February 2010

February 2010 posts

Large, National Study that Swedish Took Part in Showed Less Invasive Neck Stents for Stroke are Safe, Work as Well as Surgery in High-Risk Patients


Groundbreaking Study Using Ultrasound for Treatment of Intracerebral, Intraventricular Hemorrhage Stroke Shows Promise


Stevens One Step Closer to Affiliation with Swedish; Long-Term Lease Designed to Help the Community Hospital Expand, Improve Quality of Care, Offer More Services


Swedish Foundation Bucks National Trend; Sets Fund-raising Record in Dour Year for Health-Care Groups

Swedish Moves Forward on Redmond Ambulatory Care, Emergency Facility; New Center Slated to Open by End of 2010


Journal Retracts Study that Spurred Concerns of Potential Link between Autism-Like Symptoms, MMR Vaccine; Swedish Physician Interviewed for KIRO TV Story

Journal retracts study

Perspectives on Healthcare - Winter 2010

The goal of this series, “Perspectives in Health Care,” is to provide a point of view on various aspects of the future health care. Because end-of-life planning has become such a lightening-rod issue, I thought it would be worthwhile to make it the focus of this letter.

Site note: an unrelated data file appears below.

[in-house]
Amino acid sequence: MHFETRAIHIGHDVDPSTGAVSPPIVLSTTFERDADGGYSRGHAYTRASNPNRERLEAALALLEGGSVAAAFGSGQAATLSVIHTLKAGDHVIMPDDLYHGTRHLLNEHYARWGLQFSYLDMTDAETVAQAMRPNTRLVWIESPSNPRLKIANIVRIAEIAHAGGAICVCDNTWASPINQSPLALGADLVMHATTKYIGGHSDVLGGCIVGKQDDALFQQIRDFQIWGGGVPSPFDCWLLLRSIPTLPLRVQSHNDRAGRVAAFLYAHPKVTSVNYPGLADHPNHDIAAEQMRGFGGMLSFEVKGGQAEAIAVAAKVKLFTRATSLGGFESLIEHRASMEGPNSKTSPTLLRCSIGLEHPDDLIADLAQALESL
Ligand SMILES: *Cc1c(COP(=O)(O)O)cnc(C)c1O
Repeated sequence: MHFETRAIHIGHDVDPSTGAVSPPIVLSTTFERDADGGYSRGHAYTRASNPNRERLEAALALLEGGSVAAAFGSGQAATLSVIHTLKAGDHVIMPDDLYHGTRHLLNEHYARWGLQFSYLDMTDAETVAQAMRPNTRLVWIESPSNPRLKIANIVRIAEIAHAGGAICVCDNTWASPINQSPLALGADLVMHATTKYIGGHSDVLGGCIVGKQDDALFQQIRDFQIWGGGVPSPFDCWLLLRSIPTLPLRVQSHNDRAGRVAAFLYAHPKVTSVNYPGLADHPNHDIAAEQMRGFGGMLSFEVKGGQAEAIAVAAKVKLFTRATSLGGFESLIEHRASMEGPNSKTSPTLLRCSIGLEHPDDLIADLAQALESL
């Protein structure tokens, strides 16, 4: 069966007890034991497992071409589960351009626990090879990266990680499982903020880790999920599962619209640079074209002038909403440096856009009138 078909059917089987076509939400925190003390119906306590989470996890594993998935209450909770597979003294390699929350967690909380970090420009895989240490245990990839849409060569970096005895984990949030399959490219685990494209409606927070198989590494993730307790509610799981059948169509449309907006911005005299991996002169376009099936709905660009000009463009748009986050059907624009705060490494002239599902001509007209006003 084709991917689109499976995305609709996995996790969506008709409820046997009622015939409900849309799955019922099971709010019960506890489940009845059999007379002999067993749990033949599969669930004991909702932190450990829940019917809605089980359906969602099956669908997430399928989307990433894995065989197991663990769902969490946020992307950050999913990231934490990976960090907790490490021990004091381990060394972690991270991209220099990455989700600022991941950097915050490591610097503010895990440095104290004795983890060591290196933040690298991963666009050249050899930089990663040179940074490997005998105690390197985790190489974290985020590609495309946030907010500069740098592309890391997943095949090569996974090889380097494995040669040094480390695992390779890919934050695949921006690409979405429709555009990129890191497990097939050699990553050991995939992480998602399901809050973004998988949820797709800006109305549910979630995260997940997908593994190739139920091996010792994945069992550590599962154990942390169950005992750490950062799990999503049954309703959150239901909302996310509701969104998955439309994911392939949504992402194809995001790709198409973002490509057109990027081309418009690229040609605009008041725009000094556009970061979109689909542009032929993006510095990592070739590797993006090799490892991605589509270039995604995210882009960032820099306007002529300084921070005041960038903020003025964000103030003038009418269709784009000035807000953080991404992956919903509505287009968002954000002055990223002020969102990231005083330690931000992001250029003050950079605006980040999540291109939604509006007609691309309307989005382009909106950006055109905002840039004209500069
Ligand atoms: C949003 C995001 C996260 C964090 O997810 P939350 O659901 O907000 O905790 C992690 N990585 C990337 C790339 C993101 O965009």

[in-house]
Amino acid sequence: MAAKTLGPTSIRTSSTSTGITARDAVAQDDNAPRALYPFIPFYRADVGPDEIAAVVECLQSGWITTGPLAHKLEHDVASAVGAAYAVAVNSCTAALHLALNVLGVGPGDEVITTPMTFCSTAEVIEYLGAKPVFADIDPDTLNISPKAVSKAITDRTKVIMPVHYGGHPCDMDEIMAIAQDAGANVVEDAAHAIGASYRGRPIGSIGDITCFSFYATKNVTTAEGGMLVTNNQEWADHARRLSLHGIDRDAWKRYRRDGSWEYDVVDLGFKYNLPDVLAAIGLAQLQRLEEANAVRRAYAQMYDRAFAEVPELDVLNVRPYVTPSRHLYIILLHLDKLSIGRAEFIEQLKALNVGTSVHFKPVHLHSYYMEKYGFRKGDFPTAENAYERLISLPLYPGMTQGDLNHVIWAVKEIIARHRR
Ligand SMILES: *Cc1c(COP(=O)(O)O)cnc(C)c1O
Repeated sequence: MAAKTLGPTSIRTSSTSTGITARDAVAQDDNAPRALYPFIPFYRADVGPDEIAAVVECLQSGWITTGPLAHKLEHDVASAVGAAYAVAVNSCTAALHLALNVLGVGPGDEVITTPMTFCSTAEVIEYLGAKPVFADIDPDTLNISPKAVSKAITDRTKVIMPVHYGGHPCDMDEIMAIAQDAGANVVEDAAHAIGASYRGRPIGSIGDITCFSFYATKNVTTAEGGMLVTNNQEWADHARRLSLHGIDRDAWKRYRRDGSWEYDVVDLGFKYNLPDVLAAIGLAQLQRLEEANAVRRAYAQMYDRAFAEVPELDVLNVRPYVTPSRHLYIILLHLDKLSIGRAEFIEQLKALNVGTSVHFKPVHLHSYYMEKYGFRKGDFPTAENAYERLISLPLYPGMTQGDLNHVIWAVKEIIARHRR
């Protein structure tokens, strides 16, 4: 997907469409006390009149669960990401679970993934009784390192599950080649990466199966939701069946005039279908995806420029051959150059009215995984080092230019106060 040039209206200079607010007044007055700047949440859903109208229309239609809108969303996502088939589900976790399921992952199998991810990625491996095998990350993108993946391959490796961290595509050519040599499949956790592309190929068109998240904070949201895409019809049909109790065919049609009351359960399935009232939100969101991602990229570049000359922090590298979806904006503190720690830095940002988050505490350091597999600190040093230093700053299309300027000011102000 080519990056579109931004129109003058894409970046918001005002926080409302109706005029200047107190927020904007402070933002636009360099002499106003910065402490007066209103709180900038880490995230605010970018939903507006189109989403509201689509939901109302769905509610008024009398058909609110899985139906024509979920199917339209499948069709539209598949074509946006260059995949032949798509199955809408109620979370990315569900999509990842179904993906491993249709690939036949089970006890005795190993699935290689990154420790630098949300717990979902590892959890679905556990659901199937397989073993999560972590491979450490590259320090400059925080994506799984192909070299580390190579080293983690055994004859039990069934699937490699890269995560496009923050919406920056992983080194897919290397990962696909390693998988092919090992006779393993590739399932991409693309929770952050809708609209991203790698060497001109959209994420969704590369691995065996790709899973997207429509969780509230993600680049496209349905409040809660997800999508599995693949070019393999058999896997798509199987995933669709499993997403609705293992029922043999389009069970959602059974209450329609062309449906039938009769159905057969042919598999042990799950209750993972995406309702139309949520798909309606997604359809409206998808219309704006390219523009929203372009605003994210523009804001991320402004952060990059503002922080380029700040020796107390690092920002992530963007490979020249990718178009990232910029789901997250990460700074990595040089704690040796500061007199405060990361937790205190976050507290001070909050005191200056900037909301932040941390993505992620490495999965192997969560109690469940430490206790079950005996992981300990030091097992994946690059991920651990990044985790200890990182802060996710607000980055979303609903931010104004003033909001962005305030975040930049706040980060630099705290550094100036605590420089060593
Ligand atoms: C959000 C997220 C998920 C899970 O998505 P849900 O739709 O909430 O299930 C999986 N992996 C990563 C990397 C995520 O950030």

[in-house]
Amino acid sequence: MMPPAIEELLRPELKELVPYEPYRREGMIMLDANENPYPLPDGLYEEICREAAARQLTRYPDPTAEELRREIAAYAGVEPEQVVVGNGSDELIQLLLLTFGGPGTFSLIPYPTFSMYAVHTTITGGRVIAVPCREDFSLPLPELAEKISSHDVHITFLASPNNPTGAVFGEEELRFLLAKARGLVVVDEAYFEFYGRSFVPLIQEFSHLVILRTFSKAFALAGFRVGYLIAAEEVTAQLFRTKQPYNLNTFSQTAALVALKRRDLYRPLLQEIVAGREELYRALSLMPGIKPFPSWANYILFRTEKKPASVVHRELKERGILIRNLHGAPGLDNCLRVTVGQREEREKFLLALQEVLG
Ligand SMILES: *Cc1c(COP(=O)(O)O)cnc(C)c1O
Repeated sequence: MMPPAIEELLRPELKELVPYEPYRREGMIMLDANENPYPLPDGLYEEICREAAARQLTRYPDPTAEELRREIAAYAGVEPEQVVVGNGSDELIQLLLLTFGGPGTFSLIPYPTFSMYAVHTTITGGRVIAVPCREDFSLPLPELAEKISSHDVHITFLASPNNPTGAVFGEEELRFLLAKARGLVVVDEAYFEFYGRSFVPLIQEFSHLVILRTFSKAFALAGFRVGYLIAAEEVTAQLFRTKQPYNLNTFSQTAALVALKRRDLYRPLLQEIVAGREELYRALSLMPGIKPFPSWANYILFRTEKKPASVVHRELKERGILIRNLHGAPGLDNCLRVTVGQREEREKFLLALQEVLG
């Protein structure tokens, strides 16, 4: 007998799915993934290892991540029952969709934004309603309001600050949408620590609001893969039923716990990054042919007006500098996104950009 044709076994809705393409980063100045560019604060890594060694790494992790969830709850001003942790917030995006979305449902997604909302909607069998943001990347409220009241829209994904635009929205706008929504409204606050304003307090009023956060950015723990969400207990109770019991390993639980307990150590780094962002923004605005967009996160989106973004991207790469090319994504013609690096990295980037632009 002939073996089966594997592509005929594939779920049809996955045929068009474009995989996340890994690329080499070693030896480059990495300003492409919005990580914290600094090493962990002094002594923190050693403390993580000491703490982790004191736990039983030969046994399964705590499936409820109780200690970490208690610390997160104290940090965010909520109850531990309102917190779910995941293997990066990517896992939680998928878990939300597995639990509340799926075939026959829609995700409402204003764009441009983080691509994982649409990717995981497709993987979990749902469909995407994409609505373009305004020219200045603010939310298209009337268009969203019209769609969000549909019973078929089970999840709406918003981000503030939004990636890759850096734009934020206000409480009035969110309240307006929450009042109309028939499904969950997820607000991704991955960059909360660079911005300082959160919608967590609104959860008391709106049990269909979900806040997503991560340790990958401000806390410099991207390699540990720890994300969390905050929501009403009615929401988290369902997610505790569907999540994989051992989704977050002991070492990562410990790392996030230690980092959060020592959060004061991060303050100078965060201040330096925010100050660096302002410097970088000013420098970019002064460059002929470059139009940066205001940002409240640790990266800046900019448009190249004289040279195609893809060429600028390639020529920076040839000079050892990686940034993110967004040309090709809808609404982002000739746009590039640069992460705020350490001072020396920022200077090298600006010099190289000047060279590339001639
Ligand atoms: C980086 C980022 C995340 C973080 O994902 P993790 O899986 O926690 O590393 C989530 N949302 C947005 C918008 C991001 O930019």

At some point in the health-care debate, the issue of end-of-life planning became associated with “death panels” and the idea that a group of bureaucrats will decide who lives and who doesn’t. That’s a shame because that’s not what end-of-life planning is about. In fact, it’s the opposite of that.

End-of-life planning is about you taking control and making your own decisions about how you want to live out the last few years, months and days of your life. It’s about understanding your options in advance; consulting with family and physicians (even pastors and attorneys); and making your end-of-life wishes known via advance directives and living wills.

In my view, it’s one of the most important things you can do for yourself and your loved ones, especially if you’re seriously ill or nearing the final stages of a chronic condition. It allows you and your clinical team to plan a course of care that will help you have the best possible quality of life given your medical condition, so that you and your loved ones can make the most of your time together.

Providing the best possible quality of life in the final days

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